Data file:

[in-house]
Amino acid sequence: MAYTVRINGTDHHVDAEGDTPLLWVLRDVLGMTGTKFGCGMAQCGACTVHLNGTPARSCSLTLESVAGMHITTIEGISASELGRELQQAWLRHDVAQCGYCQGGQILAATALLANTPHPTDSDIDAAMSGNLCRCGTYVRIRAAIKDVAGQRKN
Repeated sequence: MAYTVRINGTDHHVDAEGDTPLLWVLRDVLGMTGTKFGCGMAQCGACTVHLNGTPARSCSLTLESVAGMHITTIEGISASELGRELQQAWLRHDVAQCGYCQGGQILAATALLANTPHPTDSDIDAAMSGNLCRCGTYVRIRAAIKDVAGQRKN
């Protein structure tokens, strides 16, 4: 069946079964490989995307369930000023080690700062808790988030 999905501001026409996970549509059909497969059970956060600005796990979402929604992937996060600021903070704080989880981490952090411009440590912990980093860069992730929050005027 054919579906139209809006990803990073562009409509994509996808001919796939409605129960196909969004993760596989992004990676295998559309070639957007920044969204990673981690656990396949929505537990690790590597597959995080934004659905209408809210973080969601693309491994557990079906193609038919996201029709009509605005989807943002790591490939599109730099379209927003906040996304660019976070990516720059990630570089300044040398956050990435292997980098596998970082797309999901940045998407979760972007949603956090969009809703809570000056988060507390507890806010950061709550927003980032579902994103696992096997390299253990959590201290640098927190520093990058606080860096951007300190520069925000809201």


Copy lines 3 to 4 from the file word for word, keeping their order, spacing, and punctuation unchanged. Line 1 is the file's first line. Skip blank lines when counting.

Repeated sequence: MAYTVRINGTDHHVDAEGDTPLLWVLRDVLGMTGTKFGCGMAQCGACTVHLNGTPARSCSLTLESVAGMHITTIEGISASELGRELQQAWLRHDVAQCGYCQGGQILAATALLANTPHPTDSDIDAAMSGNLCRCGTYVRIRAAIKDVAGQRKN
């Protein structure tokens, strides 16, 4: 069946079964490989995307369930000023080690700062808790988030 999905501001026409996970549509059909497969059970956060600005796990979402929604992937996060600021903070704080989880981490952090411009440590912990980093860069992730929050005027 054919579906139209809006990803990073562009409509994509996808001919796939409605129960196909969004993760596989992004990676295998559309070639957007920044969204990673981690656990396949929505537990690790590597597959995080934004659905209408809210973080969601693309491994557990079906193609038919996201029709009509605005989807943002790591490939599109730099379209927003906040996304660019976070990516720059990630570089300044040398956050990435292997980098596998970082797309999901940045998407979760972007949603956090969009809703809570000056988060507390507890806010950061709550927003980032579902994103696992096997390299253990959590201290640098927190520093990058606080860096951007300190520069925000809201």